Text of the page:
TOPIC SERIES: CVD PREVENTION IN RHEUMATIC DISEASE

Cardiovascular disease is largely responsible for the mortality gap that exists between those with rheumatoid arthritis (RA) and the general population. The risk for cardiovascular disease in those with RA is as high as for those with diabetes mellitus. Although the precise reasons for excess cardiovascular disease risk in RA are yet to be elucidated, persistent systemic inflammation, elevated serum levels of rheumatoid factor and antinuclear antibodies, and corticosteroid use have been proposed as possible precipitants.1 

A team of researchers from Wroclaw Medical University in Poland recently undertook a study to identify nonclassic risk factors that could account for the elevated cardiovascular disease risk in those with RA. The researchers, led by Dr Beata Nowak, evaluated cardiovascular disease risk in 37 persons with RA and 24 healthy controls using the European cardiovascular disease risk assessment model known as Systematic Coronary Risk Evaluation (SCORE) and by ultrasonographic measurement of carotid intima-media thickness.


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 SCORE assessments were modified for patients in the RA group as per guidelines from the European League Against Rheumatism, which recommend that the derived cardiovascular risk estimate be increased by a factor of 1.5 if the person with RA meets 2 of the following 3 criteria: disease duration exceeding 10 years, rheumatoid factor or anti-cyclic citrullinated peptide (anti-CCP) positivity, and/or the presence of extra-articular manifestations.

A number of clinical characteristics were obtained and compared, including age, sex, medications, smoking status, diastolic and systolic blood pressure, anti-CCP and inflammatory markers, presence of hypertension or hyperlipidemia, lipid level, and levels of oxidized low-density lipoprotein (oxLDL) and anti-oxLDL antibodies. The authors found that the 10-year risk for fatal cardiovascular disease, as determined by SCORE, was significantly higher in the RA group. 

However, in contrast to results from previously published studies, the authors did not find any significant differences in intima-media thickness between those with RA and controls. However, they noted that this may have been caused by the higher-than-expected levels of LDL cholesterol in the control group. Patients with RA and anti-CCP antibodies demonstrated higher SCORE values and greater intima-media thickness, lending support to the thesis that anti-CCP positivity represents a nontraditional cardiovascular disease risk factor in RA.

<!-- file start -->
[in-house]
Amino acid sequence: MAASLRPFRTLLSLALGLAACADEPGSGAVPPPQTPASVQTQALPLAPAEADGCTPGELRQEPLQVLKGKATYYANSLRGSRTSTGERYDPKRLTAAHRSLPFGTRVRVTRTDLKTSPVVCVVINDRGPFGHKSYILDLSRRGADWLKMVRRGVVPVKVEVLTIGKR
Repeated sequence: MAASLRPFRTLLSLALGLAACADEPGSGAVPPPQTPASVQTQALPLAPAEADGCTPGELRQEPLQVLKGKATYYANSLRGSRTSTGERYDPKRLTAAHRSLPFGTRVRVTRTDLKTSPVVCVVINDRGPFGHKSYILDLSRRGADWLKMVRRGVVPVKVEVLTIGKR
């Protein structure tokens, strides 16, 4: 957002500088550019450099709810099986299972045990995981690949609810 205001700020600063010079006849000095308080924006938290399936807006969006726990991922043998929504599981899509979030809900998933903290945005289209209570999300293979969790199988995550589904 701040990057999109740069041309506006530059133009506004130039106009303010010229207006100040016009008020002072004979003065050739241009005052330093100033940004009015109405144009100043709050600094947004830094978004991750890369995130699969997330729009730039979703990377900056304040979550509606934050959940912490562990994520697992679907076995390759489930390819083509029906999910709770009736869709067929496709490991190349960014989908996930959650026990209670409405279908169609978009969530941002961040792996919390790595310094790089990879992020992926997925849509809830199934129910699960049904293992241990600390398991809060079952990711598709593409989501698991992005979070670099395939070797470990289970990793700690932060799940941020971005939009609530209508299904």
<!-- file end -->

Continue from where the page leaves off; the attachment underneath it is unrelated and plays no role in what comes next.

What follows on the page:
A correlation was also noted between higher SCORE values and disease activity, disease duration, and inflammation as indicated by erythrocyte sedimentation rate. Rheumatoid nodules were not associated with cardiovascular risk or intima-media thickness .

OxLDL levels are increased by the inflammatory processes in RA. The research team found a higher fraction of oxLDL in those with RA compared with controls, and in those with RA and carotid plaques compared with those with RA and no carotid plaques. 

They also found an inverse correlation between intima-media thickness and anti-oxLDL antibodies. “The negative correlation between the concentration of anti-oxLDL antibodies and intima-media thickness suggests that these antibodies may be protective and reduce the risk for cardiovascular disease,” the authors wrote.

Summary and Clinical Applicability

“The present study demonstrated that in [patients with] RA, disease activity, erythrocyte sedimentation rate, disease duration, presence of anti-CCP antibodies, high oxLDL fraction and low level of anti-oxLDL antibodies may influence the risk for cardiovascular disease,” concluded Dr Nowak and colleagues.

They noted that in the present study, the 10-year cardiovascular risk for those with RA in remission or with lower disease activity was significantly lower than for those with moderate to high disease activity.

“This supports the thesis that the best way to reduce cardiovascular disease occurrence in [those with] RA is RA treatment leading to disease control and remission,” they wrote.

Limitations and Disclosures

This study was financially supported by the Wroclaw Medical University grant for young researchers. The study authors disclosed no conflicts of interest. 

Read More: CVD Risk Mitigation in Rheumatic Disease

Reference

Nowak B, Madej M, Luczak A, Malecki R, Wiland P. Disease activity, oxidized-LDL fraction and anti-oxidized LDL antibodies influence cardiovascular risk in rheumatoid arthritis. Adv Clin Exp Med. 2016;25(1):43-50.